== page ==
Here are the names of some other ethical animal sanctuaries/tourism in Thailand:

Elephant Nature Park, Wildlife Friends Foundation, The Gibbon Rehabilitation Project, Boon Lott’s Elephant Sanctuary, Elephant Hills, Friends of the Asian Elephant Hospital, Elephant Jungle Sanctuary, Phang Nga Elephant Park, and many more

News Update: Elephants may also be facing a new threat of extinction: humans consuming elephant meat. Throughout Thailand, Elephants are often poached for entertainment and tourism, and for the ivory in their tusks. According to New York Daily News on January 26, 2018, it was reported that wild elephants have been slaughtered in a national park in western Thailand for their trunks and sex organs. “Consuming elephant meat is not common in Thailand, but some Asian cultures believe consuming animals' reproductive organs can boost sexual prowess.”

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The first thing our group did was feed the elephants from a raised platform. Only a few metal poles kept us apart from the free-roaming and hungry elephants. It was a great first thing to see upon arriving; the elephants were not tied-up nor restricted from moving as they pleased. Behind them, were the huge mountain peaks and miles of open land. The elephants must have felt so incredibly happy. The second thing on our list for the day was to sort and wash the elephant’s watermelon feed. There, we were also given a brief lesson on what elephants eat. This did not last too long, and washing and sorting watermelon was surprisingly fun to do. I think that I was just very appreciative to be at the sanctuary and enjoyed dedicating my time and energy for animals and for a good cause.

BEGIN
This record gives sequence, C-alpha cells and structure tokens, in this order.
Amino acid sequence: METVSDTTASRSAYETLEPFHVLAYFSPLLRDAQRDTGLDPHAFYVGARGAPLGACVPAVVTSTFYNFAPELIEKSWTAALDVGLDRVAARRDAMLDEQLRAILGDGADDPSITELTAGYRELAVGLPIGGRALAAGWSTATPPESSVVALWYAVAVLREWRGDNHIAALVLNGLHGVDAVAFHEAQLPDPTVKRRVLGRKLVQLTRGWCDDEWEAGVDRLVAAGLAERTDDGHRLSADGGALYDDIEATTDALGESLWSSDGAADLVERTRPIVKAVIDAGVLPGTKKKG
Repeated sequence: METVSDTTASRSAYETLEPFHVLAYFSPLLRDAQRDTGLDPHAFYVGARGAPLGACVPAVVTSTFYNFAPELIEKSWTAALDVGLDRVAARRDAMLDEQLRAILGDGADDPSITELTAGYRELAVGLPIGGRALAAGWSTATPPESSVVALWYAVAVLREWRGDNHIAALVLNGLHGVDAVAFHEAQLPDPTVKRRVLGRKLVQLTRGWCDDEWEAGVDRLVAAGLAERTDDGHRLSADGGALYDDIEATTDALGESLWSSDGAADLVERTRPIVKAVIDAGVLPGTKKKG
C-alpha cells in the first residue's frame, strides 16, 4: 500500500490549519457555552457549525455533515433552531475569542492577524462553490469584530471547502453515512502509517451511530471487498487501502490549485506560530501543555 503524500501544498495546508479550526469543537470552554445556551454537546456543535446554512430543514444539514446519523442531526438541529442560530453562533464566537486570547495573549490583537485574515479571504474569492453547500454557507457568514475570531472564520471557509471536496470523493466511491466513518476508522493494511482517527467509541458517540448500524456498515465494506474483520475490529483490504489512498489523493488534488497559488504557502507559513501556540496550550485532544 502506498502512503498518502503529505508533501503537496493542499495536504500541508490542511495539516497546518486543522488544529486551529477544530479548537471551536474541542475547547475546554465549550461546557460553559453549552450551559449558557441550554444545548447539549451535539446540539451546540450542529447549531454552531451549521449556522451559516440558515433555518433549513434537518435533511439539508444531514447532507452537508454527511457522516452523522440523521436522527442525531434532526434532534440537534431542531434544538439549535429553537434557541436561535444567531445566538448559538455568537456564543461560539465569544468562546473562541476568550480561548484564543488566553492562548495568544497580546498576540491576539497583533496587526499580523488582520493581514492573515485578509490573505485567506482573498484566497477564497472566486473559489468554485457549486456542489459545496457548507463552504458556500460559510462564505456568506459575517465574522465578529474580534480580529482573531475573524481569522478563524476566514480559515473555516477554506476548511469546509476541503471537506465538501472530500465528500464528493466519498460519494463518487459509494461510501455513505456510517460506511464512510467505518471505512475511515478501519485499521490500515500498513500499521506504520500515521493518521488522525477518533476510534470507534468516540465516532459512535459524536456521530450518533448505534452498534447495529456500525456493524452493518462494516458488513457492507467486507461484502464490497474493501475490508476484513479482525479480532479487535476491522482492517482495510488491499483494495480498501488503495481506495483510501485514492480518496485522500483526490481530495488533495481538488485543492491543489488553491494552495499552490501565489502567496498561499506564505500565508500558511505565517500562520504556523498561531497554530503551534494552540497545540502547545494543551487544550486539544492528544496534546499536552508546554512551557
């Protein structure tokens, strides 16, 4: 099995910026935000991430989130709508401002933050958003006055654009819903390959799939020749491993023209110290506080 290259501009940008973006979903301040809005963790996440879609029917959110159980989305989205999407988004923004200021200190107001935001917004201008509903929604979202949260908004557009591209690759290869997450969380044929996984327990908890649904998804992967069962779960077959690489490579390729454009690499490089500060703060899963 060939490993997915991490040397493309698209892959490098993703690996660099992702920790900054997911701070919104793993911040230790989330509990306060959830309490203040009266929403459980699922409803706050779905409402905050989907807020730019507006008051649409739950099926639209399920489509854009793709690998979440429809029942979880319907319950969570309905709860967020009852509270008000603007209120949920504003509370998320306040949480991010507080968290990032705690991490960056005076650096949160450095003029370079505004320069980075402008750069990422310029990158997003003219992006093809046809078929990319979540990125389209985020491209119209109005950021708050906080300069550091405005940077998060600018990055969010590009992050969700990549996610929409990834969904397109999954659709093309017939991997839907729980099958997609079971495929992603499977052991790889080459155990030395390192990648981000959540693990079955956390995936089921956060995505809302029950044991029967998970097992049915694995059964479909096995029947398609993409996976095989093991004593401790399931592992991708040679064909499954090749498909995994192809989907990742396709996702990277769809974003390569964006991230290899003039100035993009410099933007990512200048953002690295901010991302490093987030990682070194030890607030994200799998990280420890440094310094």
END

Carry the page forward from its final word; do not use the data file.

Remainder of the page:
Afterwards, we went to the river to watch the elephants “play” in the company of their mahout. A mahout is an elephant rider, trainer, and keeper. At ElephantsWorld, some mahouts have been paired with their elephant for more than a decade. Some of the elephants have even formed close friendships with each other during their time at the sanctuary, and there were also a few baby elephants with their mothers. We were informed that elephants are very sensitive animals. They are emotional, and show their tenderness and love through their actions. When watching the elephants around the mud pool, they would play with the mud, splash it on themselves, play with each other, scratch themselves on trees. It was humorous to watch their behavior, and I found that, similar to humans, that they want to relax and have fun too.

The best part of the day was when we got to go into the river with brushes and bowls and bathe the elephants. I was not worried about the mud, or the cold water, or even the fact that one of the elephants took a dump in the water! I was just so excited to bathe them. We were able to get close to the elephants, to touch their rough, hairy skin. The elephants were so behaved and stayed in the same place, for the most part. They were probably thinking in their big elephant heads, “when can I wash human?” Ha! At one point, one of the elephants saw how much fun we were having while splashing each other with water, that she lifted her trunk and sprayed water into the air for us.

Bathing the elephants was one of the last events of the day - and the most enjoyable one for me. I was drenched with river water, a bit cold, but as happy as ever. My trip to ElephantsWorld was such a memorable one. I helped out a great organization, got to play with elephants, and made memories that will last me a lifetime. Not many people can say that they bathed and played with free-roaming elephants. Any reasonable person will enjoy it more than riding on an elephant’s back, partaking in animal cruelty. I will recommend this non-profit organization to anyone and everyone.